Food & Drink

Rocky Mountain Oysters Aren't Shellfish. They're Testicles.

Proof that just about anything can be deep-fried.

Don’t let the the word “oyster” in “Rocky Mountain oyster” fool you into thinking it’s a briny bivalve. When it comes to these “oysters” (also known as Prairie Oysters), seafood is not involved.

In fact this dish originated in the North American West, far from any ocean. Created by ranchers, Rocky Mountain oysters are in fact, most famously, bull testicles. Though sheep, bison and pig can be used, too.

Rocky Mountain oysters.
Rocky Mountain oysters.

Let us explain how this dish came to be.

Ranchers annually dehorn, brand and castrate their spring calves ― this protects members of the herd from each other, and from injuring the ranchers themselves. At the end of a day of castrating, big ranches can end up with over a hundred testicles. In the spirit of not wasting, the ranchers made use of them by cooking and eating them. It just made economic sense.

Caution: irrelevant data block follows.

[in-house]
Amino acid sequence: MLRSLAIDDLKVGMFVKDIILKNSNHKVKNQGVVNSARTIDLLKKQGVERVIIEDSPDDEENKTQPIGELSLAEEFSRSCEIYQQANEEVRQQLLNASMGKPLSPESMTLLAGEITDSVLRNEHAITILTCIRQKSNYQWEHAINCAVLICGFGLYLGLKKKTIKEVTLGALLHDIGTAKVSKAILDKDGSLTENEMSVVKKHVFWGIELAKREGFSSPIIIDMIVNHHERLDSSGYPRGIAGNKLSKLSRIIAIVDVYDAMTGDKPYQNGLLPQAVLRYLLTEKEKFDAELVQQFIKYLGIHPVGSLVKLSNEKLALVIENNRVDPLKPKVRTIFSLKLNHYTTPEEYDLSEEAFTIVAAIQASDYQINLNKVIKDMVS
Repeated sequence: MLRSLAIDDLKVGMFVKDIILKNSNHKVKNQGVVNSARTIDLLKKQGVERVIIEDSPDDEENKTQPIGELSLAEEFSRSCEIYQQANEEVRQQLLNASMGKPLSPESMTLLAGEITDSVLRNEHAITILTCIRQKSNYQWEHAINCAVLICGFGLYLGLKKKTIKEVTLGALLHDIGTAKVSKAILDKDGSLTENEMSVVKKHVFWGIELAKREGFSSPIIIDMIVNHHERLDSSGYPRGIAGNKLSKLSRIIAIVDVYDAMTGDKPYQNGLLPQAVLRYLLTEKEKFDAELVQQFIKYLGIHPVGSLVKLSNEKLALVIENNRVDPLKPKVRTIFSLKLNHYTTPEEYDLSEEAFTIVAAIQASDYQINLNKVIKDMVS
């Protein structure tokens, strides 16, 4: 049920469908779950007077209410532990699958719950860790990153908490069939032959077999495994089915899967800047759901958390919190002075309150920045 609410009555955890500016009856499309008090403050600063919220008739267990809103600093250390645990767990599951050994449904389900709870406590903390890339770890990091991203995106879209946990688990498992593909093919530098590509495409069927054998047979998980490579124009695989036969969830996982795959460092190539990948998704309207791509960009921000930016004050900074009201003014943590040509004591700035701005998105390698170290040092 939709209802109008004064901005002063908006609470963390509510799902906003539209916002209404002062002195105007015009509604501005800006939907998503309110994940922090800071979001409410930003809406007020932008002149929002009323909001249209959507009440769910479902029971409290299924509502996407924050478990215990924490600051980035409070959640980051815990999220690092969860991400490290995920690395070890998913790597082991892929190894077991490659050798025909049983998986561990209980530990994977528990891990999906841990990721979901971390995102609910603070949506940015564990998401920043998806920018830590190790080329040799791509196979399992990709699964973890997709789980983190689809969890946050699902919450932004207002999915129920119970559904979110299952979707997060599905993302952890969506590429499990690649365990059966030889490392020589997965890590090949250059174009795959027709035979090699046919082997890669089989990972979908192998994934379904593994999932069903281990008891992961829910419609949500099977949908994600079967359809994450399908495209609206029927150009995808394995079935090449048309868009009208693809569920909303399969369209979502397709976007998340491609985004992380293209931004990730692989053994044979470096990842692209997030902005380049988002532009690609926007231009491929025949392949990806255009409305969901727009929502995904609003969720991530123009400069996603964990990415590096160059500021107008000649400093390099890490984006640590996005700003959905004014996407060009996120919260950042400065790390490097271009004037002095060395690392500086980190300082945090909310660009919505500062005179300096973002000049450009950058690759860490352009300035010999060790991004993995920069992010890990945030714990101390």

Traditionally, the testicles were thrown on the branding coals or iron to cook, but these days they’re more commonly breaded and deep fried. In Montana, there are festivals dedicated to this dish ― the most famous being Testy Festy, where 50,000 pounds of testes are consumed on average.

Rocky Mountain oysters are just one example of the culture of eating organ meat. In Peru, beef heart ― known as anticuchos ― is a common street food option. Calf brain is eaten in many countries. And in fact, the Rocky Mountains aren’t the only place in the world that chows down on testicles.

If you’re feeling ready to dig into offal, we have just the recipes you need to get started.

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